Chinua Achebe (born Albert Chinualumogu Achebe) was a celebrated Nigerian author, poet, and essayist. He was born on November 16, 1930, in Ogidi, a small town in Eastern Nigeria, to Isaiah Okafor Achebe and Janet Ileogbunam. He was the fifth child of six and belonged to the Igbo tribe.
Early Life And Education
Achebe’s parents were persuaded to convert from their traditional religion to Christianity by representatives of the British government, which ruled Nigeria at the time.
As a result, Achebe was raised as a Christian, but he also showed interest in traditional Nigerian religions.
He received his early education in a local school where the use of the Igbo language was prohibited, and parents were encouraged to disown their traditional religion. However, Achebe’s parents continued to practice their ancient polytheistic religion.
At the age of 14, Achebe was enrolled in the Government College in Umuahia, a prestigious boarding school. It was there that he met Christopher Okigbo, a classmate who would become a lifelong friend.
Achebe received a scholarship to study medicine at the University of Ibadan in 1948, but he switched to writing after a year. He studied history, theology, and English language and literature, earning his degree in 1954.
Career and Literary Works
After graduating from college, Achebe started working as a scriptwriter for the Nigerian Broadcasting Service (NBS). He rose to the position of chief programmer for the debate series and traveled to London in 1956 to attend a BBC training session.
Achebe returned to Nigeria and worked as an editor and story producer for the NBS, all the while writing in his free time. In 1958, he published his first novel, “Things Fall Apart.” The novel chronicles the effects of British colonialism on Nigerian society and is considered a classic of modern African literature.
It has been translated into over 50 languages and has sold over 10 million copies worldwide.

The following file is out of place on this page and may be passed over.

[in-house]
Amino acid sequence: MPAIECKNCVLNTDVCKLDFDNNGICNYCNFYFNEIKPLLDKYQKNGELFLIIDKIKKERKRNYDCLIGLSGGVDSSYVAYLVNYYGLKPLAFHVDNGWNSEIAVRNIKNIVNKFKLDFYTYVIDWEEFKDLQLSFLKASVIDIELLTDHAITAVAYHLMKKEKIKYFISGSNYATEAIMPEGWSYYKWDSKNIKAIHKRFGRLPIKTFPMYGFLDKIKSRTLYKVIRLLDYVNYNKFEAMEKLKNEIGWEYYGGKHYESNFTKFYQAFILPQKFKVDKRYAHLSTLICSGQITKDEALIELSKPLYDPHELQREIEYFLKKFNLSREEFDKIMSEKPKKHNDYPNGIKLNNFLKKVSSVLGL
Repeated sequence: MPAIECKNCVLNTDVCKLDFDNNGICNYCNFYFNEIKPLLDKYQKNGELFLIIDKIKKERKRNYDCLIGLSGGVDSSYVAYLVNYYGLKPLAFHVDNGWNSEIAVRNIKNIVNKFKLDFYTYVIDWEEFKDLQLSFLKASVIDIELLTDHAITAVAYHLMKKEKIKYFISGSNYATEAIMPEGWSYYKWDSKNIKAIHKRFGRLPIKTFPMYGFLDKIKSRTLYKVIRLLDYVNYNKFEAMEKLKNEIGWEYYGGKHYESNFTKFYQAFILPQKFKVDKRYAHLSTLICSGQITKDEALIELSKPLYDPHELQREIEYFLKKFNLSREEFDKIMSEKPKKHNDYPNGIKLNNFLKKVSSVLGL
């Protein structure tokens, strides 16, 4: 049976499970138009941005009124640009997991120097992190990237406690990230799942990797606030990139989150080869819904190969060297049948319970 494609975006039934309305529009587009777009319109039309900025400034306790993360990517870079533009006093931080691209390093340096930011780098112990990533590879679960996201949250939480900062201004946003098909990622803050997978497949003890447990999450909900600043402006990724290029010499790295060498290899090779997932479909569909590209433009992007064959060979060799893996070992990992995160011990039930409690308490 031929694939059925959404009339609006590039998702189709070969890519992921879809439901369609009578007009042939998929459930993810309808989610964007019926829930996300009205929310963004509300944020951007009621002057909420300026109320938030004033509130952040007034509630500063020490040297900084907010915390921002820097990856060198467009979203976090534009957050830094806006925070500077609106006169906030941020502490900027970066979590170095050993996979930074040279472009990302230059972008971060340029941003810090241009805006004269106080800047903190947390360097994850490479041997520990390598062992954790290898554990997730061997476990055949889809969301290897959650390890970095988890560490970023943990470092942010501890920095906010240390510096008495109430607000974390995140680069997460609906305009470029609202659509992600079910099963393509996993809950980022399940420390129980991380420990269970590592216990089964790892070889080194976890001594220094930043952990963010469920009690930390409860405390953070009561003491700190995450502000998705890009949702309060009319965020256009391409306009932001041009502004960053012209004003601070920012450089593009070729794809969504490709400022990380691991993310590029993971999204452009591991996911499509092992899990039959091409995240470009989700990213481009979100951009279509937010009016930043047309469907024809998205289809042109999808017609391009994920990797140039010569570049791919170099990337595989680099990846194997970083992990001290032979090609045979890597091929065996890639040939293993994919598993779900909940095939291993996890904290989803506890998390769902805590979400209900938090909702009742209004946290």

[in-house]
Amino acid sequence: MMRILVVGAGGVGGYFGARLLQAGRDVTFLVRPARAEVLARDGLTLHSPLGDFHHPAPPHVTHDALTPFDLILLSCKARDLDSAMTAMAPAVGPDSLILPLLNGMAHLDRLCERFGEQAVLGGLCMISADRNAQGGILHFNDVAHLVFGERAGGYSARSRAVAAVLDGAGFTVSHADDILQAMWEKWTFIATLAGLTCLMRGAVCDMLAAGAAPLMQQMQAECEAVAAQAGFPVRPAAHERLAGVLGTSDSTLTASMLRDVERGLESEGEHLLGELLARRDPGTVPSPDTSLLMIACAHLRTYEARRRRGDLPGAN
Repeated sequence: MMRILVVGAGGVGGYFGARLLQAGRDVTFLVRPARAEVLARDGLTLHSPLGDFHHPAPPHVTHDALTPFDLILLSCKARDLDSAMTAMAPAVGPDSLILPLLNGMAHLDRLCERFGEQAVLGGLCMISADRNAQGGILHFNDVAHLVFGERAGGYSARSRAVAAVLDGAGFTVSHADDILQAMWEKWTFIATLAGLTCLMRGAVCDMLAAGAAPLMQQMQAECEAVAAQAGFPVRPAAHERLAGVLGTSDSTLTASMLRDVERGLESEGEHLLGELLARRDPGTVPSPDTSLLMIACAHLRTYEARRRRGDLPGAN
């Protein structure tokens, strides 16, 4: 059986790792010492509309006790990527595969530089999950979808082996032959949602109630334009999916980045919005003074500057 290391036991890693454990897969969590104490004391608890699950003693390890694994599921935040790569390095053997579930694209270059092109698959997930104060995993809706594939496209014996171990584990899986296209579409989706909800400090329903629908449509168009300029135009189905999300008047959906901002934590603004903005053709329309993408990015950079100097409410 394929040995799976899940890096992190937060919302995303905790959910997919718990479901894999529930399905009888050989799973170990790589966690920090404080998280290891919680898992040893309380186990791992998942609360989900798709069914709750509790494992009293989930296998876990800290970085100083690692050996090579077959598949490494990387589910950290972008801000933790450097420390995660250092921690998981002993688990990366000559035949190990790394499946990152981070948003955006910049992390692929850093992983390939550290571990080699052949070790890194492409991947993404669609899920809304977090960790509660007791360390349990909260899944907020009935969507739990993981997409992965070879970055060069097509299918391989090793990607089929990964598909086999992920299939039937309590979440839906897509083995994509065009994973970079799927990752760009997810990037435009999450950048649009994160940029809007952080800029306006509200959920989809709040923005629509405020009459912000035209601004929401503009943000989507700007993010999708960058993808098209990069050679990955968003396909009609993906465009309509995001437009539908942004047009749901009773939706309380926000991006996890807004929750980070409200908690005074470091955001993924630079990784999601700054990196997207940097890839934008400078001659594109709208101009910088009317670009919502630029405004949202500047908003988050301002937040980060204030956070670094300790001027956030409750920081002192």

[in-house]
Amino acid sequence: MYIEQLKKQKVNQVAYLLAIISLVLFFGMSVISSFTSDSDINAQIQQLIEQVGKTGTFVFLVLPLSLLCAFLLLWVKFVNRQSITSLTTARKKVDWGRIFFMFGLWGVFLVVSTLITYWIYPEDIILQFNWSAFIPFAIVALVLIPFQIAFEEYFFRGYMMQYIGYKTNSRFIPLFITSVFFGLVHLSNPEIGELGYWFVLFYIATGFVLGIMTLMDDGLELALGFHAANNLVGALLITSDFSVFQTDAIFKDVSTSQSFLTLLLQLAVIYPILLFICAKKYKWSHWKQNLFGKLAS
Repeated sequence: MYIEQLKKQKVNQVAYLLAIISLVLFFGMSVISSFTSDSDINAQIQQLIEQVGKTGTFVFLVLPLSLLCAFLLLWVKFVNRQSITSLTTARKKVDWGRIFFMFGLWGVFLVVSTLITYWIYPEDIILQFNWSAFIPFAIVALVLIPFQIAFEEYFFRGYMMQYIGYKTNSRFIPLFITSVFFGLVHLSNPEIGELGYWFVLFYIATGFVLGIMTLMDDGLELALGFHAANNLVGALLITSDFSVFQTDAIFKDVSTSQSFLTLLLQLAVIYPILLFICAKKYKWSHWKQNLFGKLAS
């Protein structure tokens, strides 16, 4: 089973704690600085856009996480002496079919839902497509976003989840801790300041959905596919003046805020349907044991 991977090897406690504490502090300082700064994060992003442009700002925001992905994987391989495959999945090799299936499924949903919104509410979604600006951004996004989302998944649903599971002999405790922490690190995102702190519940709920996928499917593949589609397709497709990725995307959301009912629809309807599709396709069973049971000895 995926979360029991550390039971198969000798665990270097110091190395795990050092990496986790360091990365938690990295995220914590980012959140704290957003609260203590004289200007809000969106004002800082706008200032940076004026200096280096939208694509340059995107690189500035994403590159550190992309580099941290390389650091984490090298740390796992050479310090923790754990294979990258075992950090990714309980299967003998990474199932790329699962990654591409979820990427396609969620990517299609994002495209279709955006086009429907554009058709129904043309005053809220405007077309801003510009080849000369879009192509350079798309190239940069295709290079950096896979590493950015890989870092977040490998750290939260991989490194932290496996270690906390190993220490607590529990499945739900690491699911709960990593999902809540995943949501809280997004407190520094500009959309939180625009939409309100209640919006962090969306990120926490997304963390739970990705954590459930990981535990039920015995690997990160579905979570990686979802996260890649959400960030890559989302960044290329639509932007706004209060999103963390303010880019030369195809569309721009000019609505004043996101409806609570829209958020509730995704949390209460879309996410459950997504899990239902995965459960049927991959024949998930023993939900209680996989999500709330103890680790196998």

Achebe went on to write several other works of fiction, including “No Longer at Ease” (1960), “Arrow of God” (1964), and “A Man of the People” (1966). He also published a collection of essays, “Morning Yet on Creation Day” (1975), in which he discusses the role of literature in African society.
Achebe’s writing was a response to the dominance of European literature in African schools and universities. He believed that African literature should reflect the experiences of African people and provide a counter-narrative to the colonialist view of African culture.
Chinua Achebe Age
Chinua Achebe was born on November 16, 1930, and passed away on March 21, 2013. Therefore, he lived to be 82 years old.
Personal Life and Legacy
Achebe married Christiana Chinwe Okoli in 1961, and they had four children together: daughters Chinelo and Nwando, twin sons Ikechukwu and Chidi, and a daughter named Chinelo.
Achebe’s literary contributions earned him numerous honors and awards. He received more than 30 honorary doctorates and was awarded the Man Booker International Prize in 2007 for his lifetime’s work.
Achebe’s legacy as a writer and political activist continues to inspire and influence people around the world. He passed away on March 21, 2013, in Boston, Massachusetts, following a brief illness.
In conclusion, Chinua Achebe was a trailblazer in the world of literature, using his writing to shed light on the effects of colonialism and promote African voices.
His works have been translated into more than 40 languages and continue to be studied and appreciated by readers around the world.
Achebe’s impact on African literature and culture has been profound, and his legacy lives on through his writing and his dedication to promoting the works of other African writers.